Getting up too early on Saturday has great payoff
By Paula O’Kray
Last Saturday I did a few things I never do on a Saturday. The first thing I did that I never do is get up before the sun did. I am not a morning person, except for when I’m camping. Then I get up with the sun, because the whole forest gets up with the sun, and you simply can’t sleep in with all that chirping going on.
But last Saturday I got up, actually out of my bed, at 5 a.m. OK, OK, it was 5:10 a.m. But still.
I stumbled to the bathroom half asleep and did everything rather quickly, because I knew I would be in a baseball cap and sunglasses all day, so no point in working too hard on that stuff. I loaded up the car, crowned with my bright yellow kayak, and hit the road on schedule.
I was driving into the blinding morning sun, and of course, it was right where the sun visor couldn’t quite block it no matter how I positioned it. That was probably a good thing, since I can’t fall back to sleep with the sun in my eyes. I cranked up the radio and sang my way down the road.
I found my way there pretty easily. Besides, when I got close, I started to see other vehicles crowned with kayaks and figured we were all headed to the same spot. We were. At 7:30 a.m. I was at Bomier Landing in De Pere, registering for what’s called the Tall Ships Paddle.
Every three years the Tall Ships come to Green Bay. There is a big festival to view and tour the ships and even enjoy a sail on one, if you’ve got that sort of money. This opportunity was a little different, though. It offered an eight-mile course from De Pere to downtown Green Bay to see the Tall Ships, and a chance to paddle right up next to them. I had to be there.
As a kid, my dad took us to many shipyards and ship museums when we were on vacation with our little travel trailer. I grew to love ships, trains, airplanes and automobiles as much as he did. So there was no way I was going to miss this chance to sail in the same waters as these elegant ladies of the sea.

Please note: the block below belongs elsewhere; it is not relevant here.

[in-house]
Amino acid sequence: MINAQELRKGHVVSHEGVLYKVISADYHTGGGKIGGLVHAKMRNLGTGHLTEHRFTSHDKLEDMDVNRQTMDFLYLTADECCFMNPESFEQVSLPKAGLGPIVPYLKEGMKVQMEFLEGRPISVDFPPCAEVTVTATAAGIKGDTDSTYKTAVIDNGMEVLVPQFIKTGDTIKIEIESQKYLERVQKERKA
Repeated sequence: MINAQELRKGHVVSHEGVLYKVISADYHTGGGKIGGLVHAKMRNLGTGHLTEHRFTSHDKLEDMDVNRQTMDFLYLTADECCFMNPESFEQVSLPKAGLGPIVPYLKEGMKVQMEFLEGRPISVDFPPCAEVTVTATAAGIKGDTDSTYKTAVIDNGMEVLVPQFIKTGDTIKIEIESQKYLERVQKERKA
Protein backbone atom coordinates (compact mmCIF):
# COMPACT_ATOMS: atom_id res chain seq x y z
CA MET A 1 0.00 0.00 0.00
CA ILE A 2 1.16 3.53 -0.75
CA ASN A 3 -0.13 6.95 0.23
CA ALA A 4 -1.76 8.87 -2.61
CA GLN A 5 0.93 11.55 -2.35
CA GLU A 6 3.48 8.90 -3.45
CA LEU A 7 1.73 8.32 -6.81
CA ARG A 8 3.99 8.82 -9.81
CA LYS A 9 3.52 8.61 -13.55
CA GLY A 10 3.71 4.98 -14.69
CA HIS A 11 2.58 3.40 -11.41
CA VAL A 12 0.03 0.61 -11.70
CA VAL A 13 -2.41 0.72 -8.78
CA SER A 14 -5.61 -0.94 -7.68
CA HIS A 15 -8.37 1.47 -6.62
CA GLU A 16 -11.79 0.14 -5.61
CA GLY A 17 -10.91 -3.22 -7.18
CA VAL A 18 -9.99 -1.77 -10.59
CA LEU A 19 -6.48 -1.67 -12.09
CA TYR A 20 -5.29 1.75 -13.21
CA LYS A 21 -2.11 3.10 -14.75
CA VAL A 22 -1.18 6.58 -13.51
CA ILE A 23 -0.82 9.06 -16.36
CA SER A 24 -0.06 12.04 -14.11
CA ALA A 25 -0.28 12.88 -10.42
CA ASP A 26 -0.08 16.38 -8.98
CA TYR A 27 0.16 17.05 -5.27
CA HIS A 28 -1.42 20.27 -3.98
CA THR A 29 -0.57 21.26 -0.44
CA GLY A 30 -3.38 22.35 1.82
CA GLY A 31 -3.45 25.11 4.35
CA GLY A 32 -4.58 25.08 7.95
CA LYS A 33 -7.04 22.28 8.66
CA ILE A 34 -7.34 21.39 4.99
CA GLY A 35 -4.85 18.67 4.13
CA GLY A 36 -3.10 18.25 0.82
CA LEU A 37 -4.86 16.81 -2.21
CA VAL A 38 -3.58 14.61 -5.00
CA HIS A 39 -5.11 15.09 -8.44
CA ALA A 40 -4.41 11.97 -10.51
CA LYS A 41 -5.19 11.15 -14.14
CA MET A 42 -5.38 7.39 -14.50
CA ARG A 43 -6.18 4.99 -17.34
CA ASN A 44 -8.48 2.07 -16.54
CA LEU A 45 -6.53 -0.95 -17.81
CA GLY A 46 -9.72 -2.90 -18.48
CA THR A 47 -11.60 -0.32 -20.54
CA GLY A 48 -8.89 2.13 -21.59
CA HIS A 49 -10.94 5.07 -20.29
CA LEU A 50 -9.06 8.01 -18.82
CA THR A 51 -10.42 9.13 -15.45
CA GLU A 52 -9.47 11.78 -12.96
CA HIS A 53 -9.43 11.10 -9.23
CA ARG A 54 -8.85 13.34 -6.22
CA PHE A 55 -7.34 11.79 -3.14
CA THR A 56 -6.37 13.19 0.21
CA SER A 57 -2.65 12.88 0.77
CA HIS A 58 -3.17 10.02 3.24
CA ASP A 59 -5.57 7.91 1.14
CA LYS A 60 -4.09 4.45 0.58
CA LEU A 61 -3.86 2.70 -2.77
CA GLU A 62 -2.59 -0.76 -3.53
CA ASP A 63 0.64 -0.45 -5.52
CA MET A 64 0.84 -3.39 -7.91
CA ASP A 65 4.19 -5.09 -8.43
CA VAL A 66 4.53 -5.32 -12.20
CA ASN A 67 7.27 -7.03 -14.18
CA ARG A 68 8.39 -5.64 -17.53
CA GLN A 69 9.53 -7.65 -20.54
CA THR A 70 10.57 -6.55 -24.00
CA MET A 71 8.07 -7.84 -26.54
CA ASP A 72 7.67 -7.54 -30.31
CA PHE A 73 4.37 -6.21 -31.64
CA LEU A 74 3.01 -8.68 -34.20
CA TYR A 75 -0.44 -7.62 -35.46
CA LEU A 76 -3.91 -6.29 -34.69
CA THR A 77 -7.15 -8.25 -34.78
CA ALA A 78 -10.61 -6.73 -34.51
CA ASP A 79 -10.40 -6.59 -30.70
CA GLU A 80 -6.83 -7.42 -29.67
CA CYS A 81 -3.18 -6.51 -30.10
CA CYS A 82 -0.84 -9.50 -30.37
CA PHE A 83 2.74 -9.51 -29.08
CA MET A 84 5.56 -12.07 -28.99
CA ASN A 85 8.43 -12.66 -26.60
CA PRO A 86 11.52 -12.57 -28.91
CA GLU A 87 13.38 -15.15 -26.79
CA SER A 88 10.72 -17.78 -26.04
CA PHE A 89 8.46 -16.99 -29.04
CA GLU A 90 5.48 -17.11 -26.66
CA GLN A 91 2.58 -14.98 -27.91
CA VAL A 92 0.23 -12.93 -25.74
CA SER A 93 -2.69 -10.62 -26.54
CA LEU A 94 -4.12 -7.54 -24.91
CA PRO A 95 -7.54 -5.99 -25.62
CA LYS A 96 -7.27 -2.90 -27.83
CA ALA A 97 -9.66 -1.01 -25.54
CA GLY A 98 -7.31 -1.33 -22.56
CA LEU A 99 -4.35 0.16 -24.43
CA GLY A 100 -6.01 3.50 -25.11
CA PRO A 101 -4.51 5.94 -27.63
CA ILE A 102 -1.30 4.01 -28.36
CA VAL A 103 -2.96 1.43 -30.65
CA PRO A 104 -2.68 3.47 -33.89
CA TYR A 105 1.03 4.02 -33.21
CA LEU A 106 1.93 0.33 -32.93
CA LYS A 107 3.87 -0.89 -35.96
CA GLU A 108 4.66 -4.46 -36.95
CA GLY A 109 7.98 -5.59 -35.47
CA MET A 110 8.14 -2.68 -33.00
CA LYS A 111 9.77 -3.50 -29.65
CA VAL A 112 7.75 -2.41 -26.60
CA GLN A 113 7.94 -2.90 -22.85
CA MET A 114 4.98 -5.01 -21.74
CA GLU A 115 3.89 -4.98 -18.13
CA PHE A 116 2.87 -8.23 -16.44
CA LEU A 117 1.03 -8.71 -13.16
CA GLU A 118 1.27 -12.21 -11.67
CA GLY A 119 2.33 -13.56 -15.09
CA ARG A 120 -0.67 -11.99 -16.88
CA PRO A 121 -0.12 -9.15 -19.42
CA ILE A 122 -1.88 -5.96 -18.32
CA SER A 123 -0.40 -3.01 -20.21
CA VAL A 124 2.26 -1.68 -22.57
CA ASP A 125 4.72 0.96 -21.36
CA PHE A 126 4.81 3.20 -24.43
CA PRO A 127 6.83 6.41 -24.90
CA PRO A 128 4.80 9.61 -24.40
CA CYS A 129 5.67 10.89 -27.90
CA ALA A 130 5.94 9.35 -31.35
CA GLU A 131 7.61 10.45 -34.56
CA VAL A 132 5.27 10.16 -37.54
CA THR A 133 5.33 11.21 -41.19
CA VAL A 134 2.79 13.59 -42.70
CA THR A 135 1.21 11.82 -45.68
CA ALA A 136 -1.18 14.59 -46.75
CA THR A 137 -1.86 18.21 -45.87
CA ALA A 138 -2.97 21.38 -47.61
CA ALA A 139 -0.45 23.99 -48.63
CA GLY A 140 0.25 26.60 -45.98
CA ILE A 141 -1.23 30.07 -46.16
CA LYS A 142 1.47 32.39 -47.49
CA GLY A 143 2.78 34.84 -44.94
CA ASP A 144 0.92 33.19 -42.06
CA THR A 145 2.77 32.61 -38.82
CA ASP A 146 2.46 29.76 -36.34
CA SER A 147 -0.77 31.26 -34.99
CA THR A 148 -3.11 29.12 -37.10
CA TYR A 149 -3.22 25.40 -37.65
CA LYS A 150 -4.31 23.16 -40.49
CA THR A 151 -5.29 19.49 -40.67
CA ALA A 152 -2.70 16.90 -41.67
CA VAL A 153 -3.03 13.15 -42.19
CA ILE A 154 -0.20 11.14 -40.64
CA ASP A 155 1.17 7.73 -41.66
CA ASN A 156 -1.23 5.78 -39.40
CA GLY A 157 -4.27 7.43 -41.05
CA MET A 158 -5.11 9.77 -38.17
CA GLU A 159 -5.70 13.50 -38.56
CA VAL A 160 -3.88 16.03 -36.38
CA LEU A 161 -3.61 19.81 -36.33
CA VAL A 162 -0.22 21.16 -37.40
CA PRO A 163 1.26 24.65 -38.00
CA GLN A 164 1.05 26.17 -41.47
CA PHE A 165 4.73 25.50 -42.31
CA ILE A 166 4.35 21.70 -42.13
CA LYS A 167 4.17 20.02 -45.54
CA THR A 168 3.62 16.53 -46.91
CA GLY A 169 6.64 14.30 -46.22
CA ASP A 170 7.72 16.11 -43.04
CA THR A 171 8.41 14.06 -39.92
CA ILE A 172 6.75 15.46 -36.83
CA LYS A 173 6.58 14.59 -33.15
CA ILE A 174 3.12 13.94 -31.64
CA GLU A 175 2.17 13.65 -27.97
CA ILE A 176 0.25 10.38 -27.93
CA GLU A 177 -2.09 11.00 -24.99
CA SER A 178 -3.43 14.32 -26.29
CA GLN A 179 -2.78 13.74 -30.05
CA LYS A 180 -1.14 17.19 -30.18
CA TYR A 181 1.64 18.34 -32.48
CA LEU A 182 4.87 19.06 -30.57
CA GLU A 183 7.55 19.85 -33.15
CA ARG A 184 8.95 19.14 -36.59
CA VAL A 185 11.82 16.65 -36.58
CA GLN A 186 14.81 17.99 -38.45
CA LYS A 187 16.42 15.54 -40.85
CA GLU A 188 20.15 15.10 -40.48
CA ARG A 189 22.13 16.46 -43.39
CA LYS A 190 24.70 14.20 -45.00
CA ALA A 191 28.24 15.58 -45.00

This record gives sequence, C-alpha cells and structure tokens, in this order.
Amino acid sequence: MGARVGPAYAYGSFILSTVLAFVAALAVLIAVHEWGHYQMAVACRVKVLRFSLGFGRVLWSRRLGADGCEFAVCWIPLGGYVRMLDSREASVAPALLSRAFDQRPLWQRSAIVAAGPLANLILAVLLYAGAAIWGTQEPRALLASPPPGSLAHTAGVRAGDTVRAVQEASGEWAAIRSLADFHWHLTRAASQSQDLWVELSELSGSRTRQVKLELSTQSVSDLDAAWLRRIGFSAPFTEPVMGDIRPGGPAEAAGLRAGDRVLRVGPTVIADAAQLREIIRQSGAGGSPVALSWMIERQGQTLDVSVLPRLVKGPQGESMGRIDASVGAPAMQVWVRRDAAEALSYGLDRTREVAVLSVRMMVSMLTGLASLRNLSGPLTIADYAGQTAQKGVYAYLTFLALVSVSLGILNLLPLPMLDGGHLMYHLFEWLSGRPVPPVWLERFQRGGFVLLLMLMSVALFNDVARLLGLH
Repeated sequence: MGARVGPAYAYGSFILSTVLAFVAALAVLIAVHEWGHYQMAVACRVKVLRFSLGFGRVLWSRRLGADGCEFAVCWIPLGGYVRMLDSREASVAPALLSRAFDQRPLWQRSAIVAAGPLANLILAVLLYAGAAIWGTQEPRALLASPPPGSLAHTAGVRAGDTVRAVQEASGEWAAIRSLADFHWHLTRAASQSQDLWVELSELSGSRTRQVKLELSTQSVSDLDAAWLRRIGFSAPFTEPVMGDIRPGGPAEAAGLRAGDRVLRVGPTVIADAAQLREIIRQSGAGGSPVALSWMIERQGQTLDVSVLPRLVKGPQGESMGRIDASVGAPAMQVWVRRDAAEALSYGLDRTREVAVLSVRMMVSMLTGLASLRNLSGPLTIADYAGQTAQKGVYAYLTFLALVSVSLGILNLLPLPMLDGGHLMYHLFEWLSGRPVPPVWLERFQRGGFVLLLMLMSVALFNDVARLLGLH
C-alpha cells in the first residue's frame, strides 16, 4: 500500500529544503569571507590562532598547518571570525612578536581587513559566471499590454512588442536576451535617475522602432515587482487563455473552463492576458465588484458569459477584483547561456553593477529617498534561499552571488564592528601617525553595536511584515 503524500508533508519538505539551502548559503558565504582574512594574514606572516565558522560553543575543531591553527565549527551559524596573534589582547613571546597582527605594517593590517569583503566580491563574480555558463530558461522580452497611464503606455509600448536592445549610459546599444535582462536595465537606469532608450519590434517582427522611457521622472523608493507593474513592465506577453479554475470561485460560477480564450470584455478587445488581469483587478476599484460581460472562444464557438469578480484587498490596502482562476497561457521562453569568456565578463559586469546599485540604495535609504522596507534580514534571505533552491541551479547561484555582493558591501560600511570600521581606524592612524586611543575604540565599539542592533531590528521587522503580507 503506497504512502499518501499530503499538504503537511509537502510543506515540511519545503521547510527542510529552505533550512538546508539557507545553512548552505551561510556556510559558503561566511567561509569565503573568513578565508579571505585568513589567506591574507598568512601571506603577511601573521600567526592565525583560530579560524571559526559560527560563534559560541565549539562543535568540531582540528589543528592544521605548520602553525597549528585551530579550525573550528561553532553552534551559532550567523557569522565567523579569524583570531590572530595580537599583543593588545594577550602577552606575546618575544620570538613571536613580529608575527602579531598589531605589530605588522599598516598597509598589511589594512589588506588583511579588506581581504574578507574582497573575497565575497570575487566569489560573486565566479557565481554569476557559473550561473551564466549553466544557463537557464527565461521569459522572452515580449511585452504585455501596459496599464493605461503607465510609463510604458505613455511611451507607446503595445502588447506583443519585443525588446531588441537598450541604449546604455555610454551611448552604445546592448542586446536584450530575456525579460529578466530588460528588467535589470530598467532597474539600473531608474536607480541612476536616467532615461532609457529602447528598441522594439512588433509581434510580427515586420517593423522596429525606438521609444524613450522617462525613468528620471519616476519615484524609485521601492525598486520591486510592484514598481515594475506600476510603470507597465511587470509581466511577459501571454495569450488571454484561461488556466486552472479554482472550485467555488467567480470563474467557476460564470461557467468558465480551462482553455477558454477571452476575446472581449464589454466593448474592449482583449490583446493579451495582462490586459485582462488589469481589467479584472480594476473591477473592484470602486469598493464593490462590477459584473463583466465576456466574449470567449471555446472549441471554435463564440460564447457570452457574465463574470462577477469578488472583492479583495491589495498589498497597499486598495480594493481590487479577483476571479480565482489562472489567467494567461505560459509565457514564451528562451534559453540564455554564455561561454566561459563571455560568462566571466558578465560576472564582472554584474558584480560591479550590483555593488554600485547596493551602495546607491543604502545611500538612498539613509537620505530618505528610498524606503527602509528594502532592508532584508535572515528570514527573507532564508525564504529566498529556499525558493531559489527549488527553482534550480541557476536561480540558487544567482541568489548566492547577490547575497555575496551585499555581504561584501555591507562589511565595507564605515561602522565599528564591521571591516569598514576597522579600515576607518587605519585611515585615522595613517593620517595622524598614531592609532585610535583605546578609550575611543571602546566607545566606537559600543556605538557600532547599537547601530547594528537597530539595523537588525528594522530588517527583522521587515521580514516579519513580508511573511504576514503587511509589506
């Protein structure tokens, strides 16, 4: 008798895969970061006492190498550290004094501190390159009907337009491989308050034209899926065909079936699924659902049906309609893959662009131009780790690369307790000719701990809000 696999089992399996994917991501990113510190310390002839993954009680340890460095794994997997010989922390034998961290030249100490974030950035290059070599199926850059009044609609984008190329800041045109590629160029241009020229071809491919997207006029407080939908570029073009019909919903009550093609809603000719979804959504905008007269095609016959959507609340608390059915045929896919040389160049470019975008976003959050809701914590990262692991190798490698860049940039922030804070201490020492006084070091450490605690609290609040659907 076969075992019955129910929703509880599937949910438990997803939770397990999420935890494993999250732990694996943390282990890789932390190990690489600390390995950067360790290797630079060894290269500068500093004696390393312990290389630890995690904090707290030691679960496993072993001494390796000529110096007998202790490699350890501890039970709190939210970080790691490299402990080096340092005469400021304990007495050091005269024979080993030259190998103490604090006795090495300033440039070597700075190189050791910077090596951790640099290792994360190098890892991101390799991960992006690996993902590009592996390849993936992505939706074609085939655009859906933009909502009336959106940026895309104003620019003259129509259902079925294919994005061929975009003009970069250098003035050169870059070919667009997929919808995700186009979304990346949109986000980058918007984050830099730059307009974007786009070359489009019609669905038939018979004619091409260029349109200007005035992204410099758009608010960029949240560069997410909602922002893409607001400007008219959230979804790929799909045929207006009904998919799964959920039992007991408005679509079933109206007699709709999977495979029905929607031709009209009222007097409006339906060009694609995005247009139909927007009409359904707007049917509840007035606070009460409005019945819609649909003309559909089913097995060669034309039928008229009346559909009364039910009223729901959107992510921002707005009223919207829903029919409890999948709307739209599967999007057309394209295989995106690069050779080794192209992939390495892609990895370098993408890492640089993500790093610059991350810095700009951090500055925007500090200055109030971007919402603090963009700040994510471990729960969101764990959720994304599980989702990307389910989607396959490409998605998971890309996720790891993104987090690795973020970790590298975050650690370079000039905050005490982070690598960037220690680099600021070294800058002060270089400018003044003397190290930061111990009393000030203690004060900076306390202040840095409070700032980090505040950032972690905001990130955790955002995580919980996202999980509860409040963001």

After registering and dropping my gear and kayak off on a grassy slope with dozens of other colorful kayaks, I drove my car to the Metro Landing, eight miles to the north. There was a shuttle to take us back to the starting point, and as I was gathering my things out of the car I met another lady who was also paddling stag. Her name was Nissa.
We introduced ourselves and decided to be paddle buddies. Nissa told me all about past Tall Ship paddles on the shuttle. She knew a lot about the ships and where they were from, and a lot of other logistics about the festival. Back at the landing, I made a few other friends until it was time to put in, and we helped each other get our boats in the water and paddled off.
Shortly after getting our boats wet, we approached a lock. I had seen many locks before but never from the inside, in a kayak. About 120 paddlers headed for what seemed like a very small lock. I was intrigued. Lining the sides with our boats first and holding ropes to keep in place, the lock slowly filled with kayakers at all sorts of angles, along with a handful of stand-up paddle boarders.
It became impossible to use paddles, so we resorted to holding on to each other’s boats to maintain position. Being in such close proximity, many conversations were started waiting for all the paddlers to get in. Gloria, who had an inflated pink flamingo on her kayak, was busy blowing very big bubbles while she waited. I liked her right away.